The Human Development Program focuses on studies of developmental changes in social behaviors, social cognitions, and social relationships and how such changes are related to, caused by, or predictive of features of cognitive, emotional, motivational, neuropsychological, and psychopathological development. Specializations within the department include the following.
Educational Psychology: The faculty in the Educational Psychology Specialization focus on the processes involved in learning across the lifespan. Themes include cognitive development focusing on language, mathematics, and reading. There are significant strengths in language learning, bi-lingualism, and cognitive neuroscience of reading.
Developmental Science: The faculty in the Developmental Science Specialization focus on the processes involved in social and cognitive development across the lifespan. Themes include the importance of early experience on brain and behavior, the importance of peer relationships, moral reasoning, research on families and the influence of socio-economic status on childrens development.
Current HD Faculty
|Donald Bolger |
3304N Benjamin Building
|Lucas Butler |
3304P Benjamin Building
|Kevin Dunbar |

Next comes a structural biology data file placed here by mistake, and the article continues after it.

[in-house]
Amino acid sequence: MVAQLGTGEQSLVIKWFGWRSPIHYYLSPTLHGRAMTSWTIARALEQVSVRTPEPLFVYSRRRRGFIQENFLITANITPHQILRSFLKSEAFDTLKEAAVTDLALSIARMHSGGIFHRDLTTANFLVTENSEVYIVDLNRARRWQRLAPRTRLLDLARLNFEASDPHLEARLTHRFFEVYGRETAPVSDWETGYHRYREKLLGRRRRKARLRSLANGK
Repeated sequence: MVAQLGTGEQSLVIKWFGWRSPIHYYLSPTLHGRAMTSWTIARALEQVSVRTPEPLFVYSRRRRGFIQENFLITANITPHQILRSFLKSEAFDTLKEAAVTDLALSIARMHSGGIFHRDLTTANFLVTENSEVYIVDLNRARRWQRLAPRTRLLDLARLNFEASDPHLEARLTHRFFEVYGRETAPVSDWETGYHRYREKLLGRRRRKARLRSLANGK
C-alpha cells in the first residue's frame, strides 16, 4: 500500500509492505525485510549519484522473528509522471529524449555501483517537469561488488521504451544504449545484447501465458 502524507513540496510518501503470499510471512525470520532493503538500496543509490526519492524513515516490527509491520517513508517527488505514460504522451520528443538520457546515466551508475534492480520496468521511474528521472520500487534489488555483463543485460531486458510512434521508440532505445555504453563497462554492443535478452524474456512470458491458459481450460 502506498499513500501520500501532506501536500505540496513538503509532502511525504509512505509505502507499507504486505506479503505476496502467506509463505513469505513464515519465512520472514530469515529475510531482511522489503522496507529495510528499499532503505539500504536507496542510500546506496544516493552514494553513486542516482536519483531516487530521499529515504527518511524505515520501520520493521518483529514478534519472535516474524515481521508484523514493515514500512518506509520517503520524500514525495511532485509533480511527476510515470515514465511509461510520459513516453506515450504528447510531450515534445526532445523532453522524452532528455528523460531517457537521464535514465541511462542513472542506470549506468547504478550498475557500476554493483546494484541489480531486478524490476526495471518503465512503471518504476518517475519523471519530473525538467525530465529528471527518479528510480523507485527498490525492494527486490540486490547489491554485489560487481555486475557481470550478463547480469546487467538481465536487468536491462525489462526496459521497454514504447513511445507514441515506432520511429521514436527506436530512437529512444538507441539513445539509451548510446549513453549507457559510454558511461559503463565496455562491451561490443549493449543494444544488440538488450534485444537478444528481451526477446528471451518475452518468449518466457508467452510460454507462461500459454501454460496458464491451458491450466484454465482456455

3304K Benjamin Building
|Melanie Killen |
3304B Benjamin Building
Brenda Jones Harden
|Kathryn Wentzel |
|Allan Wigfield |
There are two areas for specialization within the Human Development program: Developmental Science or Educational Psychology.
The Developmental Science specialization is designed to train students in the areas of social, cognitive, emotional, and biological aspects of human development. This specialization involves intensive research apprenticeships with faculty mentors, coursework in core courses and advanced seminars, and exposure to leaders in Developmental Science through the colloquia and professional development weekly seminar organized by the Center for Children, Relationships, and Culture, which is housed in the Department of Human Development and Quantitative Methodology.
The goal of the program is to train students for research careers in academic or applied areas of child development; graduates have obtained positions as university professors and research scientists. The program encourages engagement in collaborative research with faculty and students in a wide range of developmental science areas. In addition to coursework, students enroll in a one-credit weekly colloquia series and professional development seminar which hosts invited speakers from the Washington, D.C. metropolitan universities, institutes, and research "think tanks," as well as provides for professional development sessions on various topics such as conference preparations, dissertation projects, grant writing, and career options.
Specific topics investigated include peer relationships, parent-child relationships, attachment, emotional development, developmental neuroscience, social-cognitive development, moral judgment, motivation, social goals, intergroup attitudes and relationships, prejudice, linguistic development, play, cognitive development, parent-child discourse, father involvement, early childhood policy, civic engagement, and cultural influences on development.